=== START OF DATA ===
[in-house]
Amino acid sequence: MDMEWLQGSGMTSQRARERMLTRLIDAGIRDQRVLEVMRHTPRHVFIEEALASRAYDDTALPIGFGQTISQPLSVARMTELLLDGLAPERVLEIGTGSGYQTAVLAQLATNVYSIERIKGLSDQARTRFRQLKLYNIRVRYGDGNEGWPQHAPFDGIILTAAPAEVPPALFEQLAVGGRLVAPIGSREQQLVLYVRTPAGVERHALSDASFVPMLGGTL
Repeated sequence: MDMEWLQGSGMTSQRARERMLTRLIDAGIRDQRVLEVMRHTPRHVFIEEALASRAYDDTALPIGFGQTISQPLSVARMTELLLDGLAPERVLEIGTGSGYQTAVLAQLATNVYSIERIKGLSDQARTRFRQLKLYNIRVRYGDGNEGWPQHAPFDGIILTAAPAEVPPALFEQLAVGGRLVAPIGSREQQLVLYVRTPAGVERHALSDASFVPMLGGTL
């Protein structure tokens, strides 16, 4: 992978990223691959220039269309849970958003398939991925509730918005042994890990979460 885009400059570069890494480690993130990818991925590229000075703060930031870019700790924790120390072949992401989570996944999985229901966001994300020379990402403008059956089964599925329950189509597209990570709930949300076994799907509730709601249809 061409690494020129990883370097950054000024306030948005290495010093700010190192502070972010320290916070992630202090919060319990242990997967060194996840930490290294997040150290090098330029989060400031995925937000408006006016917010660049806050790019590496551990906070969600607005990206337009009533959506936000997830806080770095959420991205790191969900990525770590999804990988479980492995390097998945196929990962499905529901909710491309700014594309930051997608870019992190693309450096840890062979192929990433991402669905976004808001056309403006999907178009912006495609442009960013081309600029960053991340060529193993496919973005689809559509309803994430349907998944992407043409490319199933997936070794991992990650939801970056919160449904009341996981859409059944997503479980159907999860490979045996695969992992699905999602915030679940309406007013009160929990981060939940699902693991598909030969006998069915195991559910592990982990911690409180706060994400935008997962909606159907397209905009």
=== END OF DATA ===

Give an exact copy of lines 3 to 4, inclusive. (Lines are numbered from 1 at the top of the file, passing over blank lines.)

Repeated sequence: MDMEWLQGSGMTSQRARERMLTRLIDAGIRDQRVLEVMRHTPRHVFIEEALASRAYDDTALPIGFGQTISQPLSVARMTELLLDGLAPERVLEIGTGSGYQTAVLAQLATNVYSIERIKGLSDQARTRFRQLKLYNIRVRYGDGNEGWPQHAPFDGIILTAAPAEVPPALFEQLAVGGRLVAPIGSREQQLVLYVRTPAGVERHALSDASFVPMLGGTL
């Protein structure tokens, strides 16, 4: 992978990223691959220039269309849970958003398939991925509730918005042994890990979460 885009400059570069890494480690993130990818991925590229000075703060930031870019700790924790120390072949992401989570996944999985229901966001994300020379990402403008059956089964599925329950189509597209990570709930949300076994799907509730709601249809 061409690494020129990883370097950054000024306030948005290495010093700010190192502070972010320290916070992630202090919060319990242990997967060194996840930490290294997040150290090098330029989060400031995925937000408006006016917010660049806050790019590496551990906070969600607005990206337009009533959506936000997830806080770095959420991205790191969900990525770590999804990988479980492995390097998945196929990962499905529901909710491309700014594309930051997608870019992190693309450096840890062979192929990433991402669905976004808001056309403006999907178009912006495609442009960013081309600029960053991340060529193993496919973005689809559509309803994430349907998944992407043409490319199933997936070794991992990650939801970056919160449904009341996981859409059944997503479980159907999860490979045996695969992992699905999602915030679940309406007013009160929990981060939940699902693991598909030969006998069915195991559910592990982990911690409180706060994400935008997962909606159907397209905009």